All of this must be carefully reviewed and approved by ownership before implementation. A clear game plan of reasonable expectations must be presented and alternatives explored. Not all existing team members may agree to join in the new plan but ownership must understand that the status quo is what got the project into a “distress” mode in the first place. Only decisive action can remedy the situation.
STEP 2: THE EXECUTION PHASE – OWNERS MUST EXERT STRICT OVERSIGHT
Once a realistic assessment is in place, it is necessary to gather all team members and introduce them to the critical inflection points needed to accomplish these goals. Owners should provide increased oversight of all activities.
Experienced advisors will work with the design team to ensure that no complicated design elements will get in the way of accomplishing the work of the trades. In turn, the trades must work with the owner team to identify the needed tasks to be accomplished each week to meet the critical path dates of the new completion schedule. Shortfalls should not be tolerated.
Rather than making matters worse by harping on mistakes already made, incorporate back charges or claims that must be referenced into the Completion Agreement. Or address issues once the work is completed. It is not advisable to commence dispute resolution procedures during this completion phase.
You want to avoid disrupting the teamwork needed for accomplishing the owner’s goals.
STEP 3: CLOSING OUT THE DISTRESSED PROJECT – DON’T GET EMOTIONAL; FOLLOW THE AGREEMENTS
It is important to remember that, except as revised by the Completion Agreement, all terms of the General Construction Contract or the Construction Management Agreement must remain in full force and effect. This agreement will detail the close-out procedures needed to secure governmental approvals, the commencement of warranties and guarantees, turnover of operational manuals, receipt of needed “as-built” drawings of the completed project and securing required certificates of occupancy.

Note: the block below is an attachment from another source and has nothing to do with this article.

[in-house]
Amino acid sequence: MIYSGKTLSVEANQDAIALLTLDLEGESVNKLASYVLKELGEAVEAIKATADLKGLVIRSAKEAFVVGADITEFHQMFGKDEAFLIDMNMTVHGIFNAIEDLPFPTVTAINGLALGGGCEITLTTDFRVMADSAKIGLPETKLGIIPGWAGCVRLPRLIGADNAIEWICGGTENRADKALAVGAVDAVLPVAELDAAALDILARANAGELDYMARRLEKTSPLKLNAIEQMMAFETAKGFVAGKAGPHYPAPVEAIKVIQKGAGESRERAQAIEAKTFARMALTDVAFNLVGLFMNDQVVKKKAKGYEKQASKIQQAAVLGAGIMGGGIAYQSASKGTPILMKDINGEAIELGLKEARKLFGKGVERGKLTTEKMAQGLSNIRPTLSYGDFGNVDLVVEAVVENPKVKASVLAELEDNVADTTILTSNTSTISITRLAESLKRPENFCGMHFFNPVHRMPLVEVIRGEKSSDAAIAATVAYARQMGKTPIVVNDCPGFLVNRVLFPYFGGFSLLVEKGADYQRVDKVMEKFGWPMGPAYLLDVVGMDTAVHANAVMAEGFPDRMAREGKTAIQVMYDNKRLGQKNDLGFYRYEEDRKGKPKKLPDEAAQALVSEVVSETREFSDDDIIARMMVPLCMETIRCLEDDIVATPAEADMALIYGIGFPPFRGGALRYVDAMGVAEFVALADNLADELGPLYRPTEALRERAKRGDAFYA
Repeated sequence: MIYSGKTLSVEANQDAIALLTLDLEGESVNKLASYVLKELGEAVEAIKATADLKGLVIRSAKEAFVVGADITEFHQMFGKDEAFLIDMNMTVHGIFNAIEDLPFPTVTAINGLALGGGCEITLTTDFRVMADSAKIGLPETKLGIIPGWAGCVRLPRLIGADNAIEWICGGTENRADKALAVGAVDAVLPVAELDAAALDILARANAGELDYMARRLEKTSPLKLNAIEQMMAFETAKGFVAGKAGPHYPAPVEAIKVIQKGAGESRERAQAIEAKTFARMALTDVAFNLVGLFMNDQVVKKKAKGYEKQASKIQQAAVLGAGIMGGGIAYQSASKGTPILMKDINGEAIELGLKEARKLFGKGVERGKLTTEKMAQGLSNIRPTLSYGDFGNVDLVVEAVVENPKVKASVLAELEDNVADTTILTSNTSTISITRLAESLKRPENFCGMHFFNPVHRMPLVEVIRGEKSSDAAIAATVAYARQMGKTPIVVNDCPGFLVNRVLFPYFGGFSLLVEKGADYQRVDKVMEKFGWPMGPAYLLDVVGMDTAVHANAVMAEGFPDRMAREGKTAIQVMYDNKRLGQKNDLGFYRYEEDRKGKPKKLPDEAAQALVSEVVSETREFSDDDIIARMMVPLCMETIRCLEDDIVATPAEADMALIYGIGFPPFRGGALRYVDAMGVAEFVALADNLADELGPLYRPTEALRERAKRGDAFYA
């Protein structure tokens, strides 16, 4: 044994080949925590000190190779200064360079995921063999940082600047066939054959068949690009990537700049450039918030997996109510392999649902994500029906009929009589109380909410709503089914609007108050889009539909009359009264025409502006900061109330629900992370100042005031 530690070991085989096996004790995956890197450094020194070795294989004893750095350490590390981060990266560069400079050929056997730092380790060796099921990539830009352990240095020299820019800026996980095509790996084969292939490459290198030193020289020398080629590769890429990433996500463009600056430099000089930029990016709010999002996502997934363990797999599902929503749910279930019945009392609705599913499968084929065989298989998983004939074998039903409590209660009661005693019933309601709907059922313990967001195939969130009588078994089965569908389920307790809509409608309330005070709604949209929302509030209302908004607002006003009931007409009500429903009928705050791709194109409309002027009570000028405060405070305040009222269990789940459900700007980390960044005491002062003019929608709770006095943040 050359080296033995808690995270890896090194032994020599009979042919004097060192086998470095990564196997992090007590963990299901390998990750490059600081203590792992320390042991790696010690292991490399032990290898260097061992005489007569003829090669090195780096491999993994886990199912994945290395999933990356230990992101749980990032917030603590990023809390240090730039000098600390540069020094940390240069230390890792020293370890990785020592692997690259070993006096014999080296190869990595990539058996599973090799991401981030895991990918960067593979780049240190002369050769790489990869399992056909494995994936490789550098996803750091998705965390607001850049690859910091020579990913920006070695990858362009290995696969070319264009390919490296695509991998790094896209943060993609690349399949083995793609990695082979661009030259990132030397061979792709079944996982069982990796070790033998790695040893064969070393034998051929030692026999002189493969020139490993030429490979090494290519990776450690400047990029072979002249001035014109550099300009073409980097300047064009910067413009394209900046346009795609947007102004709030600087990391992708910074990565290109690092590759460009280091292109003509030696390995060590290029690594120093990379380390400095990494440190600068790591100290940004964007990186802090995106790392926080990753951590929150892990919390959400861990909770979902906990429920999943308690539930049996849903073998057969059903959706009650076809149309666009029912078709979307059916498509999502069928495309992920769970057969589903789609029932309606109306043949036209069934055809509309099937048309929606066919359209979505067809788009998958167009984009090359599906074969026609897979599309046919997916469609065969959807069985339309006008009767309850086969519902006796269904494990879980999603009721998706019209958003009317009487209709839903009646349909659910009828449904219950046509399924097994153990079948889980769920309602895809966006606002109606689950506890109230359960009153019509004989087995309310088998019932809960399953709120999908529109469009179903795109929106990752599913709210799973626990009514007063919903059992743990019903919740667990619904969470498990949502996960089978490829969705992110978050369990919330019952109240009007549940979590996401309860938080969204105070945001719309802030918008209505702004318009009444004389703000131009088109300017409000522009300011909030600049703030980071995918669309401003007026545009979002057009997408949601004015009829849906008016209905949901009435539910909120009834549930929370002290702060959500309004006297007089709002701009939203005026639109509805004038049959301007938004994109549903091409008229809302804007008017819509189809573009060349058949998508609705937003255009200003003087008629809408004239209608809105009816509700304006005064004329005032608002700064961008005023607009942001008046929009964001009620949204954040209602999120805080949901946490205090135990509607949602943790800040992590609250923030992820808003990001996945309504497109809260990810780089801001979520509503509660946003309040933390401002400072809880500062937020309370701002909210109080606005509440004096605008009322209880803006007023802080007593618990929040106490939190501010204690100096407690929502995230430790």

Strategic planning will be necessary to address subcontractor filing of mechanics liens, the issue of unapproved change orders (in many states they are invalid without owner approvals before the performance), and any decisions to pursue claims for the extended schedule, like additional costs incurred by ownership for late delivery of the project.
Emotional decisions by owners while addressing the distressed project are self-defeating. Any finger-pointing must be deferred to a time after the project is completed. That will be the most appropriate time to introduce each team member to the documented causes that led to their contribution to the loss of control of the project.
The reputation of the owner’s advisor is essential to command the respect of the team retained for completion of the project. The objective outside advisor will gain that respect by focusing on the importance of completing the project in the least amount of time and as efficiently as possible. An experienced advisor knows that the simple recitation of the facts – without emotion – makes it easier to deal with the team members who had a role in creating the problem but now have an opportunity to be part of the solution.
Barry B. LePatner is the founder of the New York City-based law firm LePatner & Associates, LLP and LePatner Project Solutions LLC. For over four decades, he has been a prominent thought leader on business and legal issues affecting the real estate, design, and construction industries. He is recognized as one of the nation’s leading advisors to corporate and institutional clients, real estate owners, and design professionals. Mr. LePatner has also been awarded the distinction of Super Lawyer by Super Lawyers magazine. He has been ranked as one of the top ten real estate attorneys in New York City by the New York Observer.